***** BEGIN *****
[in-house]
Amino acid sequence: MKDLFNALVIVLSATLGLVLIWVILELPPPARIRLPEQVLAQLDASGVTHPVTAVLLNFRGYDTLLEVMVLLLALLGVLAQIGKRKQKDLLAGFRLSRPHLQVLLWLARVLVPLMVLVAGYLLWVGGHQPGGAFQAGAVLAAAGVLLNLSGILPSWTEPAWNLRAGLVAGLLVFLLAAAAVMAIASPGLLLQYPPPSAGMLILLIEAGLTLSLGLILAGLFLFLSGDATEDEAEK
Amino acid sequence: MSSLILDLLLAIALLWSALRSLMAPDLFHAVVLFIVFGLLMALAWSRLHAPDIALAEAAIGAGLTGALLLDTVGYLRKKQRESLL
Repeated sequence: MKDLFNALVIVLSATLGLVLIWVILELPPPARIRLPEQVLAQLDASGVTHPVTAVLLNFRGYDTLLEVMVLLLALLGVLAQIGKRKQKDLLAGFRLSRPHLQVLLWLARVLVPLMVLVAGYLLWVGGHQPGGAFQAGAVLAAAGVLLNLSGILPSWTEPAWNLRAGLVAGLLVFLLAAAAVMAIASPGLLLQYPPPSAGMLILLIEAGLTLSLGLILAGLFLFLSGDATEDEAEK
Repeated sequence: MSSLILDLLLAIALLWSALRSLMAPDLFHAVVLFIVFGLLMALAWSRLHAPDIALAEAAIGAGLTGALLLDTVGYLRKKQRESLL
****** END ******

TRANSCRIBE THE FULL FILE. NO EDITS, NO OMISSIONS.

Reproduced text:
[in-house]
Amino acid sequence: MKDLFNALVIVLSATLGLVLIWVILELPPPARIRLPEQVLAQLDASGVTHPVTAVLLNFRGYDTLLEVMVLLLALLGVLAQIGKRKQKDLLAGFRLSRPHLQVLLWLARVLVPLMVLVAGYLLWVGGHQPGGAFQAGAVLAAAGVLLNLSGILPSWTEPAWNLRAGLVAGLLVFLLAAAAVMAIASPGLLLQYPPPSAGMLILLIEAGLTLSLGLILAGLFLFLSGDATEDEAEK
Amino acid sequence: MSSLILDLLLAIALLWSALRSLMAPDLFHAVVLFIVFGLLMALAWSRLHAPDIALAEAAIGAGLTGALLLDTVGYLRKKQRESLL
Repeated sequence: MKDLFNALVIVLSATLGLVLIWVILELPPPARIRLPEQVLAQLDASGVTHPVTAVLLNFRGYDTLLEVMVLLLALLGVLAQIGKRKQKDLLAGFRLSRPHLQVLLWLARVLVPLMVLVAGYLLWVGGHQPGGAFQAGAVLAAAGVLLNLSGILPSWTEPAWNLRAGLVAGLLVFLLAAAAVMAIASPGLLLQYPPPSAGMLILLIEAGLTLSLGLILAGLFLFLSGDATEDEAEK
Repeated sequence: MSSLILDLLLAIALLWSALRSLMAPDLFHAVVLFIVFGLLMALAWSRLHAPDIALAEAAIGAGLTGALLLDTVGYLRKKQRESLL